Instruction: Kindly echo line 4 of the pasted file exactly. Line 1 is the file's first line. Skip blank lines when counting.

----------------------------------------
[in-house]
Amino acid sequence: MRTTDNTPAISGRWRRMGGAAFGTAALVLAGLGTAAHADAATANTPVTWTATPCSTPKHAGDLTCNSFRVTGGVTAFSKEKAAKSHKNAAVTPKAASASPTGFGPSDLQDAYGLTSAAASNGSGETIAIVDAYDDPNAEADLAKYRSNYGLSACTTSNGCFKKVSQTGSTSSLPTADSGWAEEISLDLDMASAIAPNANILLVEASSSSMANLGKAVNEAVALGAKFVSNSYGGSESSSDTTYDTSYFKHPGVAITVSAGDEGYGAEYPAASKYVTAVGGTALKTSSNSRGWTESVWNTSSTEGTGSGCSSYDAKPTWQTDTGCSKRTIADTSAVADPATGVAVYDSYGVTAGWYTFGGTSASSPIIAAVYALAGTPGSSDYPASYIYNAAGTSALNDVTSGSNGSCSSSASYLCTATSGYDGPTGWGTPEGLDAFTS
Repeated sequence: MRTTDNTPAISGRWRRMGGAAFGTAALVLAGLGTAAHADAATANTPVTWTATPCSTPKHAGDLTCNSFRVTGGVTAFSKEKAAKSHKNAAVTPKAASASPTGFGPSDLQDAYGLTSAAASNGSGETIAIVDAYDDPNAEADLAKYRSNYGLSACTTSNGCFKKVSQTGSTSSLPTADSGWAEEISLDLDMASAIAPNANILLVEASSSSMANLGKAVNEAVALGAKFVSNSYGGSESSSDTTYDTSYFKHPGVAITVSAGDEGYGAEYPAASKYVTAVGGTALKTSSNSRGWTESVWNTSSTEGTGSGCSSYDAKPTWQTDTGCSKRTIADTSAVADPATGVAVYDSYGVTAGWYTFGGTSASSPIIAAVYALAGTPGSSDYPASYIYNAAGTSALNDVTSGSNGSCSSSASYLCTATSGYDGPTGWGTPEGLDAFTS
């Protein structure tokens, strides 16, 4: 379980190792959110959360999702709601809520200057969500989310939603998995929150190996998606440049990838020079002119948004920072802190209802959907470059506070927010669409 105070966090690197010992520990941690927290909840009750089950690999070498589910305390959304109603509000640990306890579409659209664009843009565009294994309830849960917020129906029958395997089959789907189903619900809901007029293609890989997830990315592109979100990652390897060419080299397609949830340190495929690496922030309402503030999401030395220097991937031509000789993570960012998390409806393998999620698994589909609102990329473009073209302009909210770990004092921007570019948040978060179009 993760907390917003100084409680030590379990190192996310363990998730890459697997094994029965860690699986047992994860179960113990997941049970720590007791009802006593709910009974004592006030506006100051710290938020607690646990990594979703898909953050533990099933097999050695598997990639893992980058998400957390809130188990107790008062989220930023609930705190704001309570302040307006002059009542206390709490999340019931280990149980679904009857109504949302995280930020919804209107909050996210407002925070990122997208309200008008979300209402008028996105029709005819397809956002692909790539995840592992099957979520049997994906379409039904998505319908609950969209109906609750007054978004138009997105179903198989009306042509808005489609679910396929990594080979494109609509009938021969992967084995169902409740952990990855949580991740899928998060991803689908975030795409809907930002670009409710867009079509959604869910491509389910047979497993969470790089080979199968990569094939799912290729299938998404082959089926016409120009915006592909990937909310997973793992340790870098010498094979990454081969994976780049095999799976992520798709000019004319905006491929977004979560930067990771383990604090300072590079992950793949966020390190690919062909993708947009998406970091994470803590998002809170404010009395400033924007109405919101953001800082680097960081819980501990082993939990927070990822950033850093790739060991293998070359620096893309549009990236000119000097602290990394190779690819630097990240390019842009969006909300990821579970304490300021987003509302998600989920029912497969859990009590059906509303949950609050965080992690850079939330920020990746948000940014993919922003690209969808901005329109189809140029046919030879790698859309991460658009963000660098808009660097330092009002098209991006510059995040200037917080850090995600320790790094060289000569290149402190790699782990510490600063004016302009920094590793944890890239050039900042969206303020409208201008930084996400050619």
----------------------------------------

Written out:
């Protein structure tokens, strides 16, 4: 379980190792959110959360999702709601809520200057969500989310939603998995929150190996998606440049990838020079002119948004920072802190209802959907470059506070927010669409 105070966090690197010992520990941690927290909840009750089950690999070498589910305390959304109603509000640990306890579409659209664009843009565009294994309830849960917020129906029958395997089959789907189903619900809901007029293609890989997830990315592109979100990652390897060419080299397609949830340190495929690496922030309402503030999401030395220097991937031509000789993570960012998390409806393998999620698994589909609102990329473009073209302009909210770990004092921007570019948040978060179009 993760907390917003100084409680030590379990190192996310363990998730890459697997094994029965860690699986047992994860179960113990997941049970720590007791009802006593709910009974004592006030506006100051710290938020607690646990990594979703898909953050533990099933097999050695598997990639893992980058998400957390809130188990107790008062989220930023609930705190704001309570302040307006002059009542206390709490999340019931280990149980679904009857109504949302995280930020919804209107909050996210407002925070990122997208309200008008979300209402008028996105029709005819397809956002692909790539995840592992099957979520049997994906379409039904998505319908609950969209109906609750007054978004138009997105179903198989009306042509808005489609679910396929990594080979494109609509009938021969992967084995169902409740952990990855949580991740899928998060991803689908975030795409809907930002670009409710867009079509959604869910491509389910047979497993969470790089080979199968990569094939799912290729299938998404082959089926016409120009915006592909990937909310997973793992340790870098010498094979990454081969994976780049095999799976992520798709000019004319905006491929977004979560930067990771383990604090300072590079992950793949966020390190690919062909993708947009998406970091994470803590998002809170404010009395400033924007109405919101953001800082680097960081819980501990082993939990927070990822950033850093790739060991293998070359620096893309549009990236000119000097602290990394190779690819630097990240390019842009969006909300990821579970304490300021987003509302998600989920029912497969859990009590059906509303949950609050965080992690850079939330920020990746948000940014993919922003690209969808901005329109189809140029046919030879790698859309991460658009963000660098808009660097330092009002098209991006510059995040200037917080850090995600320790790094060289000569290149402190790699782990510490600063004016302009920094590793944890890239050039900042969206303020409208201008930084996400050619």